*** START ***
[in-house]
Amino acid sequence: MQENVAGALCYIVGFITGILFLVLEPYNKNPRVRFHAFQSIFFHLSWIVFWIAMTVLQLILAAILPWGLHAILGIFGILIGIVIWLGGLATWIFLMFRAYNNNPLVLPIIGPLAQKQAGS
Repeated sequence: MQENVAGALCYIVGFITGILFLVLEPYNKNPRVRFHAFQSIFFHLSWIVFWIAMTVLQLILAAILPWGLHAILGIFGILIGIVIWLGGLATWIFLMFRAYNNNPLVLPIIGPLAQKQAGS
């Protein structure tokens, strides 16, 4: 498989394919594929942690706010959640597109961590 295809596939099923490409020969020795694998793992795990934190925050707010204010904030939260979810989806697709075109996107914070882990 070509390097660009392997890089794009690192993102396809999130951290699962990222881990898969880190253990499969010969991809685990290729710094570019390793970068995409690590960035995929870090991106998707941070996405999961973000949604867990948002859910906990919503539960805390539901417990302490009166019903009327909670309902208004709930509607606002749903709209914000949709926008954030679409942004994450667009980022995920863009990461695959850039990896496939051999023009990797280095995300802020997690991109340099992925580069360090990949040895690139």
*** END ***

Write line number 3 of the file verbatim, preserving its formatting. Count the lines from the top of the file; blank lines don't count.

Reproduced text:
Repeated sequence: MQENVAGALCYIVGFITGILFLVLEPYNKNPRVRFHAFQSIFFHLSWIVFWIAMTVLQLILAAILPWGLHAILGIFGILIGIVIWLGGLATWIFLMFRAYNNNPLVLPIIGPLAQKQAGS